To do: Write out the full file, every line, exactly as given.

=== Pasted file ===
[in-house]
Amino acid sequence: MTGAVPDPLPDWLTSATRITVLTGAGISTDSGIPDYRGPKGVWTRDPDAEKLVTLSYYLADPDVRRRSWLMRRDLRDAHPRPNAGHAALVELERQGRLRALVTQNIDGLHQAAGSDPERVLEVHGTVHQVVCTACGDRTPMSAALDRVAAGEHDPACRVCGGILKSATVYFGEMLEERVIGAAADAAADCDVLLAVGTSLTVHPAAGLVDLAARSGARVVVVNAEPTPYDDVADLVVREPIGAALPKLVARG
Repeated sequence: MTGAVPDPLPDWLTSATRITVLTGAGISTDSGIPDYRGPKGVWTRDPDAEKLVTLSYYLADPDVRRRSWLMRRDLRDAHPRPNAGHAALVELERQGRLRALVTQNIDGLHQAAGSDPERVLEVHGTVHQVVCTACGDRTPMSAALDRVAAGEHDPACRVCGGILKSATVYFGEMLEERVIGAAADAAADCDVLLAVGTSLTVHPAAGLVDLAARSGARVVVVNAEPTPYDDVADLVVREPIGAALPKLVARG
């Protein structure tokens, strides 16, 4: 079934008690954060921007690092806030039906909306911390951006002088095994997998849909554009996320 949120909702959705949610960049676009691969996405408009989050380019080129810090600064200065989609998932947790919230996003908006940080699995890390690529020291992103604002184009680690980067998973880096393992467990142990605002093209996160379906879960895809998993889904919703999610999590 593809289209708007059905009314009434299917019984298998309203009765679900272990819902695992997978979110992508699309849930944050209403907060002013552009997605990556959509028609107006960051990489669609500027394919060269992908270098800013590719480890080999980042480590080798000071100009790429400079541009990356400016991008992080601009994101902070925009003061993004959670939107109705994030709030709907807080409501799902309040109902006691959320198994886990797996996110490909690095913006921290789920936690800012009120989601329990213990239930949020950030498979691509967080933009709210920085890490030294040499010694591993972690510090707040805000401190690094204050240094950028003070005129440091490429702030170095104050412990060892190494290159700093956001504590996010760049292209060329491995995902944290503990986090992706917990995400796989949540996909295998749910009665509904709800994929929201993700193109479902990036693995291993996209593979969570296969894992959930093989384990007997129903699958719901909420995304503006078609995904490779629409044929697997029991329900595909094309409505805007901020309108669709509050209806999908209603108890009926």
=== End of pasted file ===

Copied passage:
[in-house]
Amino acid sequence: MTGAVPDPLPDWLTSATRITVLTGAGISTDSGIPDYRGPKGVWTRDPDAEKLVTLSYYLADPDVRRRSWLMRRDLRDAHPRPNAGHAALVELERQGRLRALVTQNIDGLHQAAGSDPERVLEVHGTVHQVVCTACGDRTPMSAALDRVAAGEHDPACRVCGGILKSATVYFGEMLEERVIGAAADAAADCDVLLAVGTSLTVHPAAGLVDLAARSGARVVVVNAEPTPYDDVADLVVREPIGAALPKLVARG
Repeated sequence: MTGAVPDPLPDWLTSATRITVLTGAGISTDSGIPDYRGPKGVWTRDPDAEKLVTLSYYLADPDVRRRSWLMRRDLRDAHPRPNAGHAALVELERQGRLRALVTQNIDGLHQAAGSDPERVLEVHGTVHQVVCTACGDRTPMSAALDRVAAGEHDPACRVCGGILKSATVYFGEMLEERVIGAAADAAADCDVLLAVGTSLTVHPAAGLVDLAARSGARVVVVNAEPTPYDDVADLVVREPIGAALPKLVARG
């Protein structure tokens, strides 16, 4: 079934008690954060921007690092806030039906909306911390951006002088095994997998849909554009996320 949120909702959705949610960049676009691969996405408009989050380019080129810090600064200065989609998932947790919230996003908006940080699995890390690529020291992103604002184009680690980067998973880096393992467990142990605002093209996160379906879960895809998993889904919703999610999590 593809289209708007059905009314009434299917019984298998309203009765679900272990819902695992997978979110992508699309849930944050209403907060002013552009997605990556959509028609107006960051990489669609500027394919060269992908270098800013590719480890080999980042480590080798000071100009790429400079541009990356400016991008992080601009994101902070925009003061993004959670939107109705994030709030709907807080409501799902309040109902006691959320198994886990797996996110490909690095913006921290789920936690800012009120989601329990213990239930949020950030498979691509967080933009709210920085890490030294040499010694591993972690510090707040805000401190690094204050240094950028003070005129440091490429702030170095104050412990060892190494290159700093956001504590996010760049292209060329491995995902944290503990986090992706917990995400796989949540996909295998749910009665509904709800994929929201993700193109479902990036693995291993996209593979969570296969894992959930093989384990007997129903699958719901909420995304503006078609995904490779629409044929697997029991329900595909094309409505805007901020309108669709509050209806999908209603108890009926």